This article was originally published in Start Up
VeinRx's balloon-controlled venous ablation technology is designed to address both the medical and cosmetic varicose vein markets. It is a single-use, catheter-based product for delivering a sclerosant to the diseased vein. The balloon prevents the chemical from migrating out of the treatment zone. Physicians thus have greater control over both the dosage and the treatment area. There's also a potential safety benefit since the sclerosing agent cannot disperse into the general circulation.
You may also be interested in...
Vein diseases such as deep vein thrombosis, pulmonary embolism and chronic venous insufficiency have historically been the province of drug therapies, but they shouldn't be, according to the clinical socieities and medical device companies that are trying to create a groundswell in interventional vein treatments. The field is starting to organize: on the clinical side, the first clinical trials ever to pit devices against drugs for DVT are in progress. At the same time, Covidien has drawn attention to the business opportunities in the field by acquiring three companies with venous devices.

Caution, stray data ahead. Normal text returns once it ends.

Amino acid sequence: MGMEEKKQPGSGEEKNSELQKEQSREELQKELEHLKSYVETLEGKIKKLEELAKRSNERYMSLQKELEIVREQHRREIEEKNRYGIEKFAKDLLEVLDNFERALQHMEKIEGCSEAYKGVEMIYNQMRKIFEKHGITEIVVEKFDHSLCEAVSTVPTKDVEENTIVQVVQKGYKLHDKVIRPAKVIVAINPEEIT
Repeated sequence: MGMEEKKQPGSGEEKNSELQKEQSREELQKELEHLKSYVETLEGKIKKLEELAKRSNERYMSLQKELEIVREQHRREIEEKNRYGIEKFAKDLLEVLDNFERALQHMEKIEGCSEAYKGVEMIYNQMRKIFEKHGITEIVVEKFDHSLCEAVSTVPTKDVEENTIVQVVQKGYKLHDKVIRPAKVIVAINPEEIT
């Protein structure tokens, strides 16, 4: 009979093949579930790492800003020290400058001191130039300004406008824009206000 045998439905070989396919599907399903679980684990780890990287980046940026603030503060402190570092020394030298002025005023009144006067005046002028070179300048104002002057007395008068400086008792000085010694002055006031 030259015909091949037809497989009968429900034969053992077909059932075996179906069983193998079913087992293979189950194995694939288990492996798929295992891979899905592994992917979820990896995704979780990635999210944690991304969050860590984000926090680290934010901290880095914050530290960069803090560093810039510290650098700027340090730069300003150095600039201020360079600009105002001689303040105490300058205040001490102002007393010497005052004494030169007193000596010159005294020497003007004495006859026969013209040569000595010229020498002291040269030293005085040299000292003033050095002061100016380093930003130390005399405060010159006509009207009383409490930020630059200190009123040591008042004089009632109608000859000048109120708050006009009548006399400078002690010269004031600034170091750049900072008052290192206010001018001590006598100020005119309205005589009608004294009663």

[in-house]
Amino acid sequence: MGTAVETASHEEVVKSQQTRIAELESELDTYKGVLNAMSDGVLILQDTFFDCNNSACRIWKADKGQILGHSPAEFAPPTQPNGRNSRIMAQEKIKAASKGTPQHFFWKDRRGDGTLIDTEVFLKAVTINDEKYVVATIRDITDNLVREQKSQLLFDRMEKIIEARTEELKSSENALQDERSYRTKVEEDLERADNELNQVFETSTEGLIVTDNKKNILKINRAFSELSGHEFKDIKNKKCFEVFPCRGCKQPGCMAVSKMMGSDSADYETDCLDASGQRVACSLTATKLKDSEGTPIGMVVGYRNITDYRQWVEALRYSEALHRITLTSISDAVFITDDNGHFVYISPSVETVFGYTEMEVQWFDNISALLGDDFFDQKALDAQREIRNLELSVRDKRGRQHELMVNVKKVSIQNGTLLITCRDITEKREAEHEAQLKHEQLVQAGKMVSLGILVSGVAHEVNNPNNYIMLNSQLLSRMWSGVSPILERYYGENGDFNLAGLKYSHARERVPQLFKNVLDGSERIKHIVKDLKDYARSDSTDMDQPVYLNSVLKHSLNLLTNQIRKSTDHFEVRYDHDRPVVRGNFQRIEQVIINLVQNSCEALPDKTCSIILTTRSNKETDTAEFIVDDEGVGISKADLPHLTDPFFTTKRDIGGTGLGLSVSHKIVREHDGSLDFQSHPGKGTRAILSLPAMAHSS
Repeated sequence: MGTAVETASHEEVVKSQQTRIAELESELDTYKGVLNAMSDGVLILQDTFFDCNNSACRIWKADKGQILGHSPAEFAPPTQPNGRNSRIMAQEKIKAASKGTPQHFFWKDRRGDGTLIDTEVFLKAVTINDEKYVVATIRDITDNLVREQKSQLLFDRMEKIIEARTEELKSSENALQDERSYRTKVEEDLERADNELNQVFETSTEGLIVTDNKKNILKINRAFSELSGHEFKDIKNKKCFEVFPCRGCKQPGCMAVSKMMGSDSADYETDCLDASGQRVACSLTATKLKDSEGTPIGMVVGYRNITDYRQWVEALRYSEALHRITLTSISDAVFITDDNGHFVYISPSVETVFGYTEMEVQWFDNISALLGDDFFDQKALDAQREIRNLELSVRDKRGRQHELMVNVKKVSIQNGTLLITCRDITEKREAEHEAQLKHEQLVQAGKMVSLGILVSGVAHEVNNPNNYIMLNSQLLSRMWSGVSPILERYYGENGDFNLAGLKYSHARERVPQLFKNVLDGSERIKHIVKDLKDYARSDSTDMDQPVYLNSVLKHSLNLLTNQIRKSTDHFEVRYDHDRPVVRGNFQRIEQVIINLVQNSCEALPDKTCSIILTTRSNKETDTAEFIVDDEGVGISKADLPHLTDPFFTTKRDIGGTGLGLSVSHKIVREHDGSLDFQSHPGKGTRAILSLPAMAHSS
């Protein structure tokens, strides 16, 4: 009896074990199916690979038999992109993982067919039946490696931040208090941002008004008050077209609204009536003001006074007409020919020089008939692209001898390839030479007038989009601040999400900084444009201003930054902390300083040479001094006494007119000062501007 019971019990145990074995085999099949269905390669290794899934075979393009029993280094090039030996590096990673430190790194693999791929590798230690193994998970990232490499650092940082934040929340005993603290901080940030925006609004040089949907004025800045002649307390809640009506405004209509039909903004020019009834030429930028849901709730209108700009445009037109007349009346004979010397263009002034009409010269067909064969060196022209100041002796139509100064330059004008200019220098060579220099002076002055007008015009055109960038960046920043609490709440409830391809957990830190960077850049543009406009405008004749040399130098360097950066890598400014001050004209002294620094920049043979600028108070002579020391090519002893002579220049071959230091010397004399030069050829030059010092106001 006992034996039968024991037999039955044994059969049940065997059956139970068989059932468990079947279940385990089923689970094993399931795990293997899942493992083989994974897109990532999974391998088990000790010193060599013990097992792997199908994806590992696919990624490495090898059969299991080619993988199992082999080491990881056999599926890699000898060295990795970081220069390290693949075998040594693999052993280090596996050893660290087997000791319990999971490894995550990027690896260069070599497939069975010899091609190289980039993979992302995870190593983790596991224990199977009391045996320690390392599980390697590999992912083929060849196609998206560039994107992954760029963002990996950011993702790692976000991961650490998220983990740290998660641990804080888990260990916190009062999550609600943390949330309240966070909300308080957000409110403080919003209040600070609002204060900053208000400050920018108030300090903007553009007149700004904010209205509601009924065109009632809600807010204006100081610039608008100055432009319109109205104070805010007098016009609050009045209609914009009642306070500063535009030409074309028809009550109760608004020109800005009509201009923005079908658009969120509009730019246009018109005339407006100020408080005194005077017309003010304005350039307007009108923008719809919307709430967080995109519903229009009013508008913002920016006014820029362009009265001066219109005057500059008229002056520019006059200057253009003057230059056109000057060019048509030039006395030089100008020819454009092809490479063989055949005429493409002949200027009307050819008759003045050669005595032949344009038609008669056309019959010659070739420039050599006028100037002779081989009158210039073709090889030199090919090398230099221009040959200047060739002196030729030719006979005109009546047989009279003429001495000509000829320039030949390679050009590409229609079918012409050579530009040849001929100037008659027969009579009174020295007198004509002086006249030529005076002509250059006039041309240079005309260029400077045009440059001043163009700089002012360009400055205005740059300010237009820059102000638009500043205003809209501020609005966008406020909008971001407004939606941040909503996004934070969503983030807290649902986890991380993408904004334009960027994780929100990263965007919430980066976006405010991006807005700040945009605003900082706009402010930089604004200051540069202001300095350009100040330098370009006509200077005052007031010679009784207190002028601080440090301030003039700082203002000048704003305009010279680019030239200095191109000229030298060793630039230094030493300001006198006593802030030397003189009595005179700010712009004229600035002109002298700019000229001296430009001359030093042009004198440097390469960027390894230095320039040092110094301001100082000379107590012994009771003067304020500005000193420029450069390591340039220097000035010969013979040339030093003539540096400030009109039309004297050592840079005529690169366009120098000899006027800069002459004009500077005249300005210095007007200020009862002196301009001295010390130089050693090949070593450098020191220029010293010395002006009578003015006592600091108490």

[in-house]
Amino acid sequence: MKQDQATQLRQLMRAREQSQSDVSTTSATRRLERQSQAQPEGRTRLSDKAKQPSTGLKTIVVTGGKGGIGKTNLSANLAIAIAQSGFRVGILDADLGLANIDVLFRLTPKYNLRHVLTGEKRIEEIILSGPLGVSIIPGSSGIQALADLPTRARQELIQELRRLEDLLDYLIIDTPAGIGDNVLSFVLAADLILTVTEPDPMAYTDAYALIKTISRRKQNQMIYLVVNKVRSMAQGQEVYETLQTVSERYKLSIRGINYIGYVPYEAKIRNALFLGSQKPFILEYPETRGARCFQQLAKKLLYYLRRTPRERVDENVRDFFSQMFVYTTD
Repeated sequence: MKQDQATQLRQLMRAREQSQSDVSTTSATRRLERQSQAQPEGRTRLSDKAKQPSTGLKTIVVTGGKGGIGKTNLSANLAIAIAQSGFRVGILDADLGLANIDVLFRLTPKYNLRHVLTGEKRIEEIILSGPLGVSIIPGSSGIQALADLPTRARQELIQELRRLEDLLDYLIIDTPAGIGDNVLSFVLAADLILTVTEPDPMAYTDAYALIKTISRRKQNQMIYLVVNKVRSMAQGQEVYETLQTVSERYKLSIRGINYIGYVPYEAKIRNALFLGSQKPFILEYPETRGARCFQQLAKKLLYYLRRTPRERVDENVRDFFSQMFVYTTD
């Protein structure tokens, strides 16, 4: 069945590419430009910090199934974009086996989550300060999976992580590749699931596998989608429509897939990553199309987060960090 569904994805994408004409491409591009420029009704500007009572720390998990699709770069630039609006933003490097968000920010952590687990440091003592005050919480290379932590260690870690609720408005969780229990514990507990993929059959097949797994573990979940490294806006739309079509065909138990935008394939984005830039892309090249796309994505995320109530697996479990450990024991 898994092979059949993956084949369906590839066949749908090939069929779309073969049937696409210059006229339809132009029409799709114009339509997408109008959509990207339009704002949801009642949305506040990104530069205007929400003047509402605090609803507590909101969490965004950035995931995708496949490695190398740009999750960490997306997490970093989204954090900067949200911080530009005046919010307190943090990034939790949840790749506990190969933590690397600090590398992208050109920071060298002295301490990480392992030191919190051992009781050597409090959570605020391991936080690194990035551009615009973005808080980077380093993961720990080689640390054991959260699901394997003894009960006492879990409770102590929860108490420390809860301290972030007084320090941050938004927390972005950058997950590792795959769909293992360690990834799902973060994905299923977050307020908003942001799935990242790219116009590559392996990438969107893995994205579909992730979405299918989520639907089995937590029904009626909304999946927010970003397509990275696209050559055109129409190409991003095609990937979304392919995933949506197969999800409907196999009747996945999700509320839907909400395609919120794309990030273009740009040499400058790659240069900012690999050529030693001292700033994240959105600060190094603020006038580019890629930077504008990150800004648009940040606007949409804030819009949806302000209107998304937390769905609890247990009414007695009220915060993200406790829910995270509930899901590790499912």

There's nothing even remotely sexy about varicose veins. Yet medical device companies and their investors are starting to view the opportunity for treating these bulging blue leg veins as downright alluring. The recent introduction of minimally invasive technologies, combined with shifting demographics and favorable reimbursements, are fueling talk of blockbuster potential for this hybrid clinical/cosmetic market.
The latest accelerated approval withdrawals in the US are milestones for accountability in the program – most notably with the withdrawal of an antimicrobial with confirmatory studies more than a decade overdue.